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Fundamentals of Data Visualization

Book Description

Effective visualization is the best way to communicate information from the increasingly large and complex datasets in the natural and social sciences. But with the increasing power of visualization software today, scientists, engineers, and business analysts often have to navigate a bewildering array of visualization choices and options.

This practical book takes you through many commonly encountered visualization problems, and it provides guidelines on how to turn large datasets into clear and compelling figures. What visualization type is best for the story you want to tell? How do you make informative figures that are visually pleasing? Author Claus O. Wilke teaches you the elements most critical to successful data visualization.

  • Explore the basic concepts of color as a tool to highlight, distinguish, or represent a value
  • Understand the importance of redundant coding to ensure you provide key information in multiple ways
  • Use the book’s visualizations directory, a graphical guide to commonly used types of data visualizations
  • Get extensive examples of good and bad figures
  • Learn how to use figures in a document or report and how employ them effectively to tell a compelling story

Table of Contents

  1. Preface
    1. Thoughts on Graphing Software and Figure-Preparation Pipelines
    2. Conventions Used in This Book
    3. Using Code Examples
    4. O’Reilly Online Learning
    5. How to Contact Us
    6. Acknowledgments
  2. 1. Introduction
    1. Ugly, Bad, and Wrong Figures
  3. I. From Data to Visualization
  4. 2. Visualizing Data: Mapping Data onto Aesthetics
    1. Aesthetics and Types of Data
    2. Scales Map Data Values onto Aesthetics
  5. 3. Coordinate Systems and Axes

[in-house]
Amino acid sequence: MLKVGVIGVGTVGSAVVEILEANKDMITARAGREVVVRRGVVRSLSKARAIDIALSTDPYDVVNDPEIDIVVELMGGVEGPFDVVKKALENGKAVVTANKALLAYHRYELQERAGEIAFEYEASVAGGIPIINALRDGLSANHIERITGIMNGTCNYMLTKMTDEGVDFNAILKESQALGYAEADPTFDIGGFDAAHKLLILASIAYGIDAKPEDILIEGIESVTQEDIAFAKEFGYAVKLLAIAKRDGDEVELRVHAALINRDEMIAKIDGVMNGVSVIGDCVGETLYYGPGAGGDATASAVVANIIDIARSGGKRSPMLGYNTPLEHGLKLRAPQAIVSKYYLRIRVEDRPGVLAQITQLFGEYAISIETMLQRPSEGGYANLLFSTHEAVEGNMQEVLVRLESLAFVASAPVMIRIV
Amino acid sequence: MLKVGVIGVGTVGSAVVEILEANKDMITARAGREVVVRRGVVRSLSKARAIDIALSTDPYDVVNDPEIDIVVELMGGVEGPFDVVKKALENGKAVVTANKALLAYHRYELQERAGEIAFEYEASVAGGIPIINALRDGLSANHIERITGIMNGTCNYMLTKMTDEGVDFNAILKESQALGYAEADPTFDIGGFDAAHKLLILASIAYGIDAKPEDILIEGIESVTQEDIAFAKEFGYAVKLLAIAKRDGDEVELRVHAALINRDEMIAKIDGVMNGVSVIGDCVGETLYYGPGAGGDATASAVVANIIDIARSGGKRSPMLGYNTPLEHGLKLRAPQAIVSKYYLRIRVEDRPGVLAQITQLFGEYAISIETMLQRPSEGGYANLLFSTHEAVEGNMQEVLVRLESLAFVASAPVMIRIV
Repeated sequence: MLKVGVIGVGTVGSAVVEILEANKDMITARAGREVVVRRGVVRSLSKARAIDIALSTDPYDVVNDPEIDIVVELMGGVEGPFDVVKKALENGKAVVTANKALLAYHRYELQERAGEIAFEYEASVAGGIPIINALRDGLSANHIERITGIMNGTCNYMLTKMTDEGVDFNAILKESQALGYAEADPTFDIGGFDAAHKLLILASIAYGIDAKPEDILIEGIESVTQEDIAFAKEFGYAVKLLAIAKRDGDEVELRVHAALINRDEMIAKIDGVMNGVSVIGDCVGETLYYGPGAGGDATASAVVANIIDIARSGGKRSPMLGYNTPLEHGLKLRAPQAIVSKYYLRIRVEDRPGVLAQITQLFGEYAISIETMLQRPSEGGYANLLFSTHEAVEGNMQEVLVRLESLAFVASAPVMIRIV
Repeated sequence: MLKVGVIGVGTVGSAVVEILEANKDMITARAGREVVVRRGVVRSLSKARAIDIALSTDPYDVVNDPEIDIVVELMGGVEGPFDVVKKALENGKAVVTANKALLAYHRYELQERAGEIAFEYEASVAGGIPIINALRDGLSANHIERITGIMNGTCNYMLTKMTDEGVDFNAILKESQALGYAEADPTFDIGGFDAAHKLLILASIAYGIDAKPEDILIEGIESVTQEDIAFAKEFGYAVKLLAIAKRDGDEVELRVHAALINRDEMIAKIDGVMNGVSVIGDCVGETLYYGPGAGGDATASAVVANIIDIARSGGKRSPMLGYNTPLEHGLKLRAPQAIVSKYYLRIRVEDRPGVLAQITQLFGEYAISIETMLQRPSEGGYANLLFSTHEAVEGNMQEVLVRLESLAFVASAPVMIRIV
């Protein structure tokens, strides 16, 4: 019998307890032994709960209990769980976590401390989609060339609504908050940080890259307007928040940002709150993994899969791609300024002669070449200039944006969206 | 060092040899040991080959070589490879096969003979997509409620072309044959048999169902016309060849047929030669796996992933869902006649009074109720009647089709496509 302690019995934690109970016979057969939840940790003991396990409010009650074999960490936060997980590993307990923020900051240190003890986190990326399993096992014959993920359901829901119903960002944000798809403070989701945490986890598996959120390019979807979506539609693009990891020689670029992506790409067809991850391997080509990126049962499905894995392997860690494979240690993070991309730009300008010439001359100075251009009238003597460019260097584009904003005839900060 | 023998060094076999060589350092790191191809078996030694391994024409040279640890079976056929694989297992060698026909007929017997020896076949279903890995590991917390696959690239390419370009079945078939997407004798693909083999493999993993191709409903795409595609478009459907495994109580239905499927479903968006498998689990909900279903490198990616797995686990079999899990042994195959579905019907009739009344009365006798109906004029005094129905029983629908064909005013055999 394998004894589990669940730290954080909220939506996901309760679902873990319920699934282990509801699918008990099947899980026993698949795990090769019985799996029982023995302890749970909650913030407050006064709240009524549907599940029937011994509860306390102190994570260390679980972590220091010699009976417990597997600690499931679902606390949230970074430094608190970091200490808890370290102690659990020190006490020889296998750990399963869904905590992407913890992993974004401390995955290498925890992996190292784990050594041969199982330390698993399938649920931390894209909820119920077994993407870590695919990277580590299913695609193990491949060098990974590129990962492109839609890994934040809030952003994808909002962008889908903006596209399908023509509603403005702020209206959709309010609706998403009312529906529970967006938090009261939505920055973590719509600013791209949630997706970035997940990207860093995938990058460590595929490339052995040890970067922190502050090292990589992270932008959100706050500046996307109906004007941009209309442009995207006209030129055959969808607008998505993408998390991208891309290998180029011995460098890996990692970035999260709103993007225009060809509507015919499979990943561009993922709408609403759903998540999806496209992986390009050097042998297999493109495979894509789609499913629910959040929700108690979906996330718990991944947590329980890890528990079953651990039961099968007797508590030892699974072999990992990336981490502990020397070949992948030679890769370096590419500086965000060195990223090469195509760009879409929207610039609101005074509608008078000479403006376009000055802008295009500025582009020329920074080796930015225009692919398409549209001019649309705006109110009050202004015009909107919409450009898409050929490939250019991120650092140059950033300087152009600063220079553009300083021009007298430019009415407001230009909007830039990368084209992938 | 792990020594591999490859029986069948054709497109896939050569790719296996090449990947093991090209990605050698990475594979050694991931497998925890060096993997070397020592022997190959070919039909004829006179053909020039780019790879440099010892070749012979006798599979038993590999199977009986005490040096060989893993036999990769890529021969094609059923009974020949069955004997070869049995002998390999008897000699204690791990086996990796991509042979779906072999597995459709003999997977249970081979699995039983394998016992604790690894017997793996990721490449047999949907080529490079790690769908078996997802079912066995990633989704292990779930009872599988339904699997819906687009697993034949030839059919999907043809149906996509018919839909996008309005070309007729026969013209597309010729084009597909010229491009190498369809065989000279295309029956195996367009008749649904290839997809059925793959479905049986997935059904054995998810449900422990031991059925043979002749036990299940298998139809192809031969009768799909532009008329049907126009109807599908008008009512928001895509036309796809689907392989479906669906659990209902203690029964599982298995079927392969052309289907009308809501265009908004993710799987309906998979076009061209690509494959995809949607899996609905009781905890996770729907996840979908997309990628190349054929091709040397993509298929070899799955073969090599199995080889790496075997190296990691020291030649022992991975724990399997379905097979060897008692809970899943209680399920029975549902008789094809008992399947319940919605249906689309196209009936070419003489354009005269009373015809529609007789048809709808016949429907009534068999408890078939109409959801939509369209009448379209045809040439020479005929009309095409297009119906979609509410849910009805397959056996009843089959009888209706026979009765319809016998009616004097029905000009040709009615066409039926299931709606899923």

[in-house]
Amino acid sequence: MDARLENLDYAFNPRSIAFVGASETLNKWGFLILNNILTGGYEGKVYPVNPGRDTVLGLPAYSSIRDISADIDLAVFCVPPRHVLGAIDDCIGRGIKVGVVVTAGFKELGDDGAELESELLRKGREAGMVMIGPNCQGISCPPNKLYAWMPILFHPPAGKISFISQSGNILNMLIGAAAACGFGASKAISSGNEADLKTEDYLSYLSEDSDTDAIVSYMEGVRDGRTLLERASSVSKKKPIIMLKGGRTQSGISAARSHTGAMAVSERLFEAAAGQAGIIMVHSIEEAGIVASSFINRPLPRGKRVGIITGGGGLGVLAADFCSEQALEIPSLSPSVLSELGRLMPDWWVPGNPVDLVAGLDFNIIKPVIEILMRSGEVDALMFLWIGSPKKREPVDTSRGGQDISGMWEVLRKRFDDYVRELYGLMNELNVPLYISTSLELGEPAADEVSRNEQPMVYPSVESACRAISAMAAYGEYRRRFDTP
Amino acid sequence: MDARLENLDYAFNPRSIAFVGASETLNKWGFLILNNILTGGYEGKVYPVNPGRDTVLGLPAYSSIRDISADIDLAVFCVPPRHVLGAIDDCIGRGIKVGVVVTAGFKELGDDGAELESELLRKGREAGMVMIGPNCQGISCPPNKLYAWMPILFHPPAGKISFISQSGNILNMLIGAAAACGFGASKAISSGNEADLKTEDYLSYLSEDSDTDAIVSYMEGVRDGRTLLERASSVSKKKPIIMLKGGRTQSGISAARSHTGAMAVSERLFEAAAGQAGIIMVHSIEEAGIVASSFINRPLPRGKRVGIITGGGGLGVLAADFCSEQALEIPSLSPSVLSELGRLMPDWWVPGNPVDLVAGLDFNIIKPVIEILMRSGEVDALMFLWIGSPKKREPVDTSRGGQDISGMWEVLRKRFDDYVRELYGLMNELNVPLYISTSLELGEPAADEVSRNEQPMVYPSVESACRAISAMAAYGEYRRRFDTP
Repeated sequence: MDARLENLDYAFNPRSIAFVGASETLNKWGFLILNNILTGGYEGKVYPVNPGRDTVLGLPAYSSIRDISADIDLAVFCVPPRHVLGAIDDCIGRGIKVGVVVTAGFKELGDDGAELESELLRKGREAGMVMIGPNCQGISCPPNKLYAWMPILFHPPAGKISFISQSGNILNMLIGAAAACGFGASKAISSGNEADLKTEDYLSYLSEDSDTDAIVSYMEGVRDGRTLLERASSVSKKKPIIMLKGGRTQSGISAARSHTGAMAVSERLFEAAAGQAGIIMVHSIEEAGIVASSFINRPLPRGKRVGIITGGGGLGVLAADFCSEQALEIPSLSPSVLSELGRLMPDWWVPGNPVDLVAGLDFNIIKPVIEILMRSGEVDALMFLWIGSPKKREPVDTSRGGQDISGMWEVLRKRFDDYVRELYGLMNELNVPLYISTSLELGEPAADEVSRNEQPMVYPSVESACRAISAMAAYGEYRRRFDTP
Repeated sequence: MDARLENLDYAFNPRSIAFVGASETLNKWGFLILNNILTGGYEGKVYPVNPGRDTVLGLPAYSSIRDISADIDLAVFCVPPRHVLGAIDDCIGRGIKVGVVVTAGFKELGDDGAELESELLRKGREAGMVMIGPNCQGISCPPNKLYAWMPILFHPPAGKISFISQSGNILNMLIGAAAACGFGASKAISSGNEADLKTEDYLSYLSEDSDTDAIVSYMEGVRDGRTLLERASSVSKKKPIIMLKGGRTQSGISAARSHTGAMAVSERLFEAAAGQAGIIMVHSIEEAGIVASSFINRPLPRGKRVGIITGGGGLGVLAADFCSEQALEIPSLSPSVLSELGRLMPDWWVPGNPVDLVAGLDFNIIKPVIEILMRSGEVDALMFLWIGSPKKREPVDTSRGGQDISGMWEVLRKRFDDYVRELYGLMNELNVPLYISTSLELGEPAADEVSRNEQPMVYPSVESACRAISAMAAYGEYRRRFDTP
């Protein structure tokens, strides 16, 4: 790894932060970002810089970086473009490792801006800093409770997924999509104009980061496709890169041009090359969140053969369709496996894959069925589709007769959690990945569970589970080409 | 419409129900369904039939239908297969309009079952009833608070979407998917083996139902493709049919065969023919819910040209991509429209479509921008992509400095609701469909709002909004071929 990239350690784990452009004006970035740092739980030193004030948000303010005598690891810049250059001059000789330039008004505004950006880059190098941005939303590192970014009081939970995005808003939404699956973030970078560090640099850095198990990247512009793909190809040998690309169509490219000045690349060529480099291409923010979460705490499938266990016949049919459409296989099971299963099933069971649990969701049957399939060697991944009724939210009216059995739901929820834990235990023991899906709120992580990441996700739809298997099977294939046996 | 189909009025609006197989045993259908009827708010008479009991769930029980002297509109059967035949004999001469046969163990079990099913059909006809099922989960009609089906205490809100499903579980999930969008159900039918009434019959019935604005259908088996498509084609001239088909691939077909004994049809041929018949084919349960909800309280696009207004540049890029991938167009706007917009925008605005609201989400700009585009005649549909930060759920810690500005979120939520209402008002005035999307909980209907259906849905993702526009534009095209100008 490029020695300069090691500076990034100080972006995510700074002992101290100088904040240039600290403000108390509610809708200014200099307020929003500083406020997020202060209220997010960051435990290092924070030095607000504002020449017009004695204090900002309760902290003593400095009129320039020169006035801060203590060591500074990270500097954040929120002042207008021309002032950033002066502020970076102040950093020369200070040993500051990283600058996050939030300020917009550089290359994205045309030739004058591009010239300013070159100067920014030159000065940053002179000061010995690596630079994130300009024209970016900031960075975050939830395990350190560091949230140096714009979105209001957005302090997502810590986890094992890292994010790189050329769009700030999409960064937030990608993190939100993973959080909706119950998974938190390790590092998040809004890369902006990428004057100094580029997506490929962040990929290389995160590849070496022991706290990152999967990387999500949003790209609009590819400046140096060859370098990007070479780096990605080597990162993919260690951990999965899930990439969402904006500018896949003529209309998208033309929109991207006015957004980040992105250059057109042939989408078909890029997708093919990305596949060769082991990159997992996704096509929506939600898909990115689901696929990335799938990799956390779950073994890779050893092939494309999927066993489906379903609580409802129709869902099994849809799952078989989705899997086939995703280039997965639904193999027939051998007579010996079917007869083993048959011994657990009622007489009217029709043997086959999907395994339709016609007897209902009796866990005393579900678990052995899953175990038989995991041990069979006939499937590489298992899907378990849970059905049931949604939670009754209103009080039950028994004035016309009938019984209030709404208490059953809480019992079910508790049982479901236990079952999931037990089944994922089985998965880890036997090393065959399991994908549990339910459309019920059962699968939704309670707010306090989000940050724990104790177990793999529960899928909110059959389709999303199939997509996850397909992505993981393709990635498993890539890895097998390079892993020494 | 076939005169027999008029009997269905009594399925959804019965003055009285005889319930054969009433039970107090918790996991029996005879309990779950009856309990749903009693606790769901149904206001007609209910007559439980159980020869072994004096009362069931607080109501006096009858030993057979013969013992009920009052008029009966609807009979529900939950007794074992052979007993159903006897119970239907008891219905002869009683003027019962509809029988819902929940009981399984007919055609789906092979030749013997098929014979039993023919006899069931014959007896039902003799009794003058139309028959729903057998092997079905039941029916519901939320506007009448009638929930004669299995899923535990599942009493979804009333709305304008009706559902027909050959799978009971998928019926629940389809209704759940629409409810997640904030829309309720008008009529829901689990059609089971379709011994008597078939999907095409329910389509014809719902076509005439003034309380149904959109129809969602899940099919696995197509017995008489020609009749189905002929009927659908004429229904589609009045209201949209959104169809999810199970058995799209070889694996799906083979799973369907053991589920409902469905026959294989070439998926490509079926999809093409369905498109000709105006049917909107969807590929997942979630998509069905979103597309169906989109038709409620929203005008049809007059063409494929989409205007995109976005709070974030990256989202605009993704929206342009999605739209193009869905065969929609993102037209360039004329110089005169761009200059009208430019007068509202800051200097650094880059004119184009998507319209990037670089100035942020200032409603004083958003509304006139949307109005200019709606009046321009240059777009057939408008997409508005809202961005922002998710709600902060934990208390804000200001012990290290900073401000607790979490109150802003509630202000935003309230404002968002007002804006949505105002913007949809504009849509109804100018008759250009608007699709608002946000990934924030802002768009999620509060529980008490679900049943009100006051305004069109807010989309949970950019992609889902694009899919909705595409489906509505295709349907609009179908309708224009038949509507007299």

1. Cartesian Coordinates
    2. Nonlinear Axes
    3. Coordinate Systems with Curved Axes
  6. 4. Color Scales
    1. Color as a Tool to Distinguish
    2. Color to Represent Data Values
    3. Color as a Tool to Highlight
  7. 5. Directory of Visualizations
    1. Amounts
    2. Distributions
    3. Proportions
    4. x–y relationships
    5. Geospatial Data
    6. Uncertainty
  8. 6. Visualizing Amounts
    1. Bar Plots
    2. Grouped and Stacked Bars
    3. Dot Plots and Heatmaps
  9. 7. Visualizing Distributions: Histograms and Density Plots
    1. Visualizing a Single Distribution
    2. Visualizing Multiple Distributions at the Same Time
  10. 8. Visualizing Distributions: Empirical Cumulative Distribution Functions and Q-Q Plots
    1. Empirical Cumulative Distribution Functions
    2. Highly Skewed Distributions
    3. Quantile-Quantile Plots
  11. 9. Visualizing Many Distributions at Once
    1. Visualizing Distributions Along the Vertical Axis
    2. Visualizing Distributions Along the Horizontal Axis
  12. 10. Visualizing Proportions
    1. A Case for Pie Charts
    2. A Case for Side-by-Side Bars
    3. A Case for Stacked Bars and Stacked Densities
    4. Visualizing Proportions Separately as Parts of the Total